However, not all research about agency costs related to altruism in family firms has reached negative conclusions. Early results from economic modeling (Eaton, Yuan, & Wu, 2002) appear to suggest that if altruism is reciprocal (both family owner and family manager are altruistic toward each other) and symmetrical (equally strong reciprocal altruism), it can mitigate agency problems. In fact, Eaton et al. (2002) show that, with reciprocal altruism, family firms have competitive advantages in pursuing certain business opportunities in the sense that they will have lower reservation prices for those business opportunities. Related to this, if altruism leads to family members’ willingness to suffer from short-term deprivation for long-term firm survival, a combination of low overheads, flexible decision making, and minimal bureaucratic processes, can enable family firms to be effective, frugal rivals (Carney, 2005). This competitive advantage bodes especially well in environments of scarcity characterized by low entry barriers and labor-intensive production costs and could provide an explanation for the prevalence of a large number of family firms in service industries, small-scale manufacturing, and franchising environments, where margins are low and labor costs high (Carney, 2005). Another example leading to the conclusion that a family firm could have a lower reservation price for opportunities is the observation by Chua and Schnabel (1986) that if certain assets yield both pecuniary and nonpecuniary benefits, then asset market equilibrium will result in a lower pecuniary return for these assets. This suggests that family firms may have a lower cost of equity.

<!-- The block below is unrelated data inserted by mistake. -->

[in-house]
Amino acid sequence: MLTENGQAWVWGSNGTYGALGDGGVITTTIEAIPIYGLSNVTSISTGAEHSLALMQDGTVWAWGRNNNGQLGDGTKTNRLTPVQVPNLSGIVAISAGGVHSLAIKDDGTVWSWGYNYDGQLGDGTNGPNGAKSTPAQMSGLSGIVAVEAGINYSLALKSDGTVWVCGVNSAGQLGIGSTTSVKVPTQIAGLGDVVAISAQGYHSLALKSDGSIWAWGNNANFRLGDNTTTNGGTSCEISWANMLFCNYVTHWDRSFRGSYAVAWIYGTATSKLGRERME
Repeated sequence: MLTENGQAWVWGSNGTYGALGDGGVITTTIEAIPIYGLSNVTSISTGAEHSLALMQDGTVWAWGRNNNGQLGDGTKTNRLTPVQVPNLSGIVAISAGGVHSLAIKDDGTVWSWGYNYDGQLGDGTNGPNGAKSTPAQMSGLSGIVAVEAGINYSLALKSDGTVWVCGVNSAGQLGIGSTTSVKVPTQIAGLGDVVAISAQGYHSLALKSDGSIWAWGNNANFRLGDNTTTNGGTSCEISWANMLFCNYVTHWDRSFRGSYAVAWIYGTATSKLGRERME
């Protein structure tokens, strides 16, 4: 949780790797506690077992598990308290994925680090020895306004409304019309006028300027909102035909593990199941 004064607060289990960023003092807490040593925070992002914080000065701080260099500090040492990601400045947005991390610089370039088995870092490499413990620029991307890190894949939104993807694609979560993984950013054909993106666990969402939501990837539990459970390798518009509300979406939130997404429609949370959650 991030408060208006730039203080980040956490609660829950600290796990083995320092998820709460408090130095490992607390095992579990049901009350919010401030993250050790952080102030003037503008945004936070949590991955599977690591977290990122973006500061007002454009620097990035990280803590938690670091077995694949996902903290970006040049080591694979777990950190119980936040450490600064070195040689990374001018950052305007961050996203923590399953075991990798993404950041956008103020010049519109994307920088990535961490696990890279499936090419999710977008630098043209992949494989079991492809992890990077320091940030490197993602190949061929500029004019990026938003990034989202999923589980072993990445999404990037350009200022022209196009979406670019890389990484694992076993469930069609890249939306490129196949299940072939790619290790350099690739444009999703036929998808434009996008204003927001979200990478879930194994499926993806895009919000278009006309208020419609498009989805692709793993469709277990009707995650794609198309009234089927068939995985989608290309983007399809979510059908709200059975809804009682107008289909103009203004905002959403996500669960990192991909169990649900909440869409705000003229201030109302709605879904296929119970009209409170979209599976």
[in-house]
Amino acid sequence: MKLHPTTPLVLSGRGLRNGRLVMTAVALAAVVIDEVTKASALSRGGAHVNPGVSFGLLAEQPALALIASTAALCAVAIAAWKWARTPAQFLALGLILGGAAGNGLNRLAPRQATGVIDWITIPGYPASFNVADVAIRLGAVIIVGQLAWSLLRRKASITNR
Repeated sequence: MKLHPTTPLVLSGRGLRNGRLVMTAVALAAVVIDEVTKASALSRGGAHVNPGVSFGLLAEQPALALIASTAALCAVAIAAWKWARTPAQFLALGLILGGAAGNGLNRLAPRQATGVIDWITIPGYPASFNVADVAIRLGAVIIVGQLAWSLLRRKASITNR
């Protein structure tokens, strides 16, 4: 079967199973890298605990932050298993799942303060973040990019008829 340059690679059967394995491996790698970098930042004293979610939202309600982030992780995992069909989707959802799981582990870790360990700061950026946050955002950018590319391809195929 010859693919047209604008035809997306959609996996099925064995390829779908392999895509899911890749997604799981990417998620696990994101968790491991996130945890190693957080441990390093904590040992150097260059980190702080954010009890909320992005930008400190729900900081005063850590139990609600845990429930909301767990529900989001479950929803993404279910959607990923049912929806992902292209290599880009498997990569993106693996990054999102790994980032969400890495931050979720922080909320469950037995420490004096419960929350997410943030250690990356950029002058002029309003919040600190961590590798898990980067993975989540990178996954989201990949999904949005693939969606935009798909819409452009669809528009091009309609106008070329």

Using a sample of firms with 5–100 employees, Chrisman, Chua, and Litz (2004) show that while the short-term sales growth of family and nonfamily firms are statistically equal, one mechanism for controlling agency costs—strategic planning—has a greater positive impact on the performance of nonfamily firms. These findings suggest that even if the overall agency costs of family firms are not negative, they are lower than those in nonfamily firms, supporting the traditional point of view in the literature (e.g. Fama & Jensen, 1983; Jensen & Meckling, 1976; Pollak, 1985).4
Entrenchment. In the context of agency theory, management entrenchment permits managers to extract private benefits from owners. Morck et al. (1988) show empirically that management entrenchment decreases firm value. They demonstrate this by showing that there is a nonlinear relationship between the value of the firm and managers’ ownership shares. Initially, as their ownership shares increase from zero, firm value increases. But beyond a certain range, firm value actually decreases with managers’ ownership. They interpret this as agency costs arising from the entrenchment of management made possible by increased ownership.
Gomez-Mejia et al. (2001) provide supporting evidence from family firms. They show that the agency problems caused by entrenchment may be worse in family firms than in nonfamily firms. Gallo and Vilaseca's (1998) research yields similar conclusions. While they find that the performance of family firms in general was not influenced by whether the chief financial officer (CFO) was a family member or not, they also show that when the CFO is in a position to influence the strategic direction of a firm, having a nonfamily member in that position is associated with superior performance.